This Chilean House Recreates the Hot Spring Experience with a Super Luxurious Stone Tub

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By Zachary Edelson / Published by Dwell
Located in a forest in the Andean foothills, a house draws from the region’s geology to produce a unique bathing experience.

The sunken bathtub in Carlos Winckler and Birghita Teuber’s new home may seem novel until you speak to their son—and the project’s architect—Cristian Winckler. He wanted to keep their new 3,000-square-foot residence, located in a cloudy climate, as bright as possible. No fewer than nine atriums punctuate the home’s interiors to admit as much sunlight as possible and foster a connection to nature. One such connection occurs in a bathroom; Winckler—who started his own firm after this project—says he "wanted the bathtub to be in situ so [its] relation with the outside patio and the vegetation is more direct." Its local stone surfacing and subterranean design evoke the hot springs common to the area; in Osorno one need only "make a hole in the land and [out comes] hot water."

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A Chilean home’s dramatic stained-pine exterior references local vernacular architecture.

The home’s exterior is also rooted in its environment: Eschewing the Alpine-style architecture of nearby dwellings, Winckler emulated the all-black barns—called galpóns—found in the area. With ample space for relaxation and socializing, the house is ideal for retirement, though Carlos and Birghita remain active: At 77 and 75, respectively, he’s a livestock veterinarian and she teaches yoga. Still, at their age, do they fear the step down into the bathtub? "They complained a little bit at the beginning," says Winckler, but now "they enjoy stepping down into the tub; it’s like getting into a thermal bath."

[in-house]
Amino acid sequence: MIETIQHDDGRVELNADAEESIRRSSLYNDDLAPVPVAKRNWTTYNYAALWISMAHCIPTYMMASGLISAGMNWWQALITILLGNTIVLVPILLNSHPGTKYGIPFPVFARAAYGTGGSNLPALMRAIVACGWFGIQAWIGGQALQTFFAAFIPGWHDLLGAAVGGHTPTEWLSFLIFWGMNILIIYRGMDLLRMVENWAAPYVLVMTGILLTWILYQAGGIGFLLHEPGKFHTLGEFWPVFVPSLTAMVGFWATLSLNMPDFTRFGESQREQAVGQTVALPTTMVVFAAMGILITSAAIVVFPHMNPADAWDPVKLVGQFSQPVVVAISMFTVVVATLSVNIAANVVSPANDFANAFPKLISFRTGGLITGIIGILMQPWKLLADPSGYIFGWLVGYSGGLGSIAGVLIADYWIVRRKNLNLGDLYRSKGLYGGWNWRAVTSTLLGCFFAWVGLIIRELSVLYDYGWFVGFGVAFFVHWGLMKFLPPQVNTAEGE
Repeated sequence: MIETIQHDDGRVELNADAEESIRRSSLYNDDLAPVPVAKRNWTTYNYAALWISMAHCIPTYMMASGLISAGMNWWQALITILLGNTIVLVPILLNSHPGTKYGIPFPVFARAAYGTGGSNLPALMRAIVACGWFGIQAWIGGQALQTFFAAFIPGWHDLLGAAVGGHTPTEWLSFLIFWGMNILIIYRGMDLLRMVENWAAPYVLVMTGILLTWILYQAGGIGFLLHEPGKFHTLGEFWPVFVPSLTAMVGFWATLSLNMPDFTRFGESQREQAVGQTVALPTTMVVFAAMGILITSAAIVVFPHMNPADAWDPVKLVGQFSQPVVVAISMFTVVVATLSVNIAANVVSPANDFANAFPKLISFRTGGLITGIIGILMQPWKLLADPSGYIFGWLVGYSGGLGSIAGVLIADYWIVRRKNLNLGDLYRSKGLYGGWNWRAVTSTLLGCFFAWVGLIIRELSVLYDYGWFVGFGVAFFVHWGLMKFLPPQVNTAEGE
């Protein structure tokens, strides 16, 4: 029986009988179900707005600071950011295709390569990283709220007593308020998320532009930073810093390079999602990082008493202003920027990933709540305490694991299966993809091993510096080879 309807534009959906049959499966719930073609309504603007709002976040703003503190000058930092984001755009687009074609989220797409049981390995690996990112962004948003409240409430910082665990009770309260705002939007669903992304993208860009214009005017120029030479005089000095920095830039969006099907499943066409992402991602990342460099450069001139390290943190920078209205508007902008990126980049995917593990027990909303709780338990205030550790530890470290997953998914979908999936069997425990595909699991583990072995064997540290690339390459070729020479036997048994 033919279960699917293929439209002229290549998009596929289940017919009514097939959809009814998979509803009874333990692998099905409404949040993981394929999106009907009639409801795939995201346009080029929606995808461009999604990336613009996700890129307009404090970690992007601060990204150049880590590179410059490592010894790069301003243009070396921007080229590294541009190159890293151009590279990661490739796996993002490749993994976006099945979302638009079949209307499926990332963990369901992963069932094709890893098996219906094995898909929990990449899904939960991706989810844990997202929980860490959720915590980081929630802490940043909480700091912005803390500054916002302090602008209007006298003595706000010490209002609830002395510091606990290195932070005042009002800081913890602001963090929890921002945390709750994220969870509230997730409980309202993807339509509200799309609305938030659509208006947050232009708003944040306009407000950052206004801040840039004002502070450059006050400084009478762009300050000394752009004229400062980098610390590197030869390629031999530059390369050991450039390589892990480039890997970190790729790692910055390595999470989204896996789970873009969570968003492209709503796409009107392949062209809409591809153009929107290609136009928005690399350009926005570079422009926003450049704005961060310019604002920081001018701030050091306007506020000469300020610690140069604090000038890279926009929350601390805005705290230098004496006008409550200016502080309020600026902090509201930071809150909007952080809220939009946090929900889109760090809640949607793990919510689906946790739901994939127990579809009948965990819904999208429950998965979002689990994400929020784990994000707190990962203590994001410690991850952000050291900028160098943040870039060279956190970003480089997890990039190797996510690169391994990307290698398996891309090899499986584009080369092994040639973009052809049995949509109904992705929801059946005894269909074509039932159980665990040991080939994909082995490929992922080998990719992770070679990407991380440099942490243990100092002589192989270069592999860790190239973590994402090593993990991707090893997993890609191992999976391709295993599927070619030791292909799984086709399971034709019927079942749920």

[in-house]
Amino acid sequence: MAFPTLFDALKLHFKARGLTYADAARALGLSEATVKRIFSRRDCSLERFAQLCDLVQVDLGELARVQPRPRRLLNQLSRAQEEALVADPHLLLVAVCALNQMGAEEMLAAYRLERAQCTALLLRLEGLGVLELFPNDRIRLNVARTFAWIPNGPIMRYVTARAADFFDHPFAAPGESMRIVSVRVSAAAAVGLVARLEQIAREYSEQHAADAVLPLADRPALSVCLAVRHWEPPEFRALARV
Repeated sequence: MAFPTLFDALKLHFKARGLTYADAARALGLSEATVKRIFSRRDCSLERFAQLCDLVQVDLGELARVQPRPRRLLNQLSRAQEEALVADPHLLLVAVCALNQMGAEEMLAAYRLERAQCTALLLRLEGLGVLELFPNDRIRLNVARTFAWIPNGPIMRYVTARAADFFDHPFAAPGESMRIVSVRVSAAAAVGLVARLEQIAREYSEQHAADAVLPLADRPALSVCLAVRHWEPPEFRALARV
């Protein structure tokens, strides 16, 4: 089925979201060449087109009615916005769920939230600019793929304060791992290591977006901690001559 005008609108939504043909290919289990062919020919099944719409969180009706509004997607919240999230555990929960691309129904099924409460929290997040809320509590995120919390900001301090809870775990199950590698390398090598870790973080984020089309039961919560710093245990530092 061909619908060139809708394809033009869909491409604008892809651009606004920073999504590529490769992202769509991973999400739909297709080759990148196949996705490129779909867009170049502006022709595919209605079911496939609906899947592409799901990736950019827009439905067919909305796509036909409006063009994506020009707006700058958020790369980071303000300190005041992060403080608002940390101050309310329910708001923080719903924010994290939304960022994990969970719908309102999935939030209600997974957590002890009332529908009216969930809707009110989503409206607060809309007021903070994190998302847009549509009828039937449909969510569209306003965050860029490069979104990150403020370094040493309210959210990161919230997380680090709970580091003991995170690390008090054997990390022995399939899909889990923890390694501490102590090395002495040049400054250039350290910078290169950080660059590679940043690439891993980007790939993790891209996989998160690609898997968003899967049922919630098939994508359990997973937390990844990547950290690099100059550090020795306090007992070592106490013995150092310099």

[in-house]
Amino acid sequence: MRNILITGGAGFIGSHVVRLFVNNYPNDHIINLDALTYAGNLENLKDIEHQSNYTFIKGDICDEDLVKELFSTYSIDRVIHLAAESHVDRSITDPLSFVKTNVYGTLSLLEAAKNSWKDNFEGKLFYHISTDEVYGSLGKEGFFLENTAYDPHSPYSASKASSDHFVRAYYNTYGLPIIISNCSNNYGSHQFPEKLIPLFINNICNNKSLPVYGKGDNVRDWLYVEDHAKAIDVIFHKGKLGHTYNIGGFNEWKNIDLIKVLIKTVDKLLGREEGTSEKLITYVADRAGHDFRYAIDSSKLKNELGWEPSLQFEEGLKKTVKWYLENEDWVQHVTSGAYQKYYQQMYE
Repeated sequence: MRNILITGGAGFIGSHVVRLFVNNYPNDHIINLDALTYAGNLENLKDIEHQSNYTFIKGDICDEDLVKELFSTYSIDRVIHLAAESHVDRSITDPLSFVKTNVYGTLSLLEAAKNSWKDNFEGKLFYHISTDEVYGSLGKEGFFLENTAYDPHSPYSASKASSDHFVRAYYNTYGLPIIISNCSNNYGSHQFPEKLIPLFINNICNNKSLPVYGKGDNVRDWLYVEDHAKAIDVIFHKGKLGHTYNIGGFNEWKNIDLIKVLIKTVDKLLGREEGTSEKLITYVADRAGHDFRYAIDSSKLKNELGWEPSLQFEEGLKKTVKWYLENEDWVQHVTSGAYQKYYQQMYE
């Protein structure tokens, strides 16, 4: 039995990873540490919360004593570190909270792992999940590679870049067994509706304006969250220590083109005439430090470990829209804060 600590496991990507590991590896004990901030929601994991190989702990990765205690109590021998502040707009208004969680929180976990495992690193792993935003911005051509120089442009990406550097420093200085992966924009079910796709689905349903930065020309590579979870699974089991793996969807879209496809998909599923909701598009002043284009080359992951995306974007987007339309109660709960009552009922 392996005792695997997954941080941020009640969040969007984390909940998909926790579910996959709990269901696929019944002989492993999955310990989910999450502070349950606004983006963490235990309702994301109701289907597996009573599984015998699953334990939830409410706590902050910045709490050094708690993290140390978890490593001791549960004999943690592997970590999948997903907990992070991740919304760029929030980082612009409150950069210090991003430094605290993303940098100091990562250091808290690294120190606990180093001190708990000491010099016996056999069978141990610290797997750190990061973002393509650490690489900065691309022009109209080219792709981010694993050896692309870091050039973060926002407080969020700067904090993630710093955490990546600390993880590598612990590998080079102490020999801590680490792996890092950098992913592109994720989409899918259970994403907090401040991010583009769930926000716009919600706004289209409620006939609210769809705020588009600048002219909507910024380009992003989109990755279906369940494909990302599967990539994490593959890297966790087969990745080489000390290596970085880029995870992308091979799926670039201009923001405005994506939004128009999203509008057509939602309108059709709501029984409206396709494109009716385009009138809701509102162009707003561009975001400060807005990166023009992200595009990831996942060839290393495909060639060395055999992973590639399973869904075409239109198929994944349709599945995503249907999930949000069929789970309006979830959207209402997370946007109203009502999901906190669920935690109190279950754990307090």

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The bathroom is poured-in-place concrete surfaced in laja stone, a local material chosen by the architect to evoke the region’s thermal baths. The space opens to a private garden via two doors—one in the shower, the other behind the toilet. The shower fittings are from Paini.

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The lower terrace, which features a hot tub, is farther down the hill to immerse its users in the landscape.

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When not in use during winter, the tub is hidden from the home’s view. The entrance has a sheltered overhang for car parking.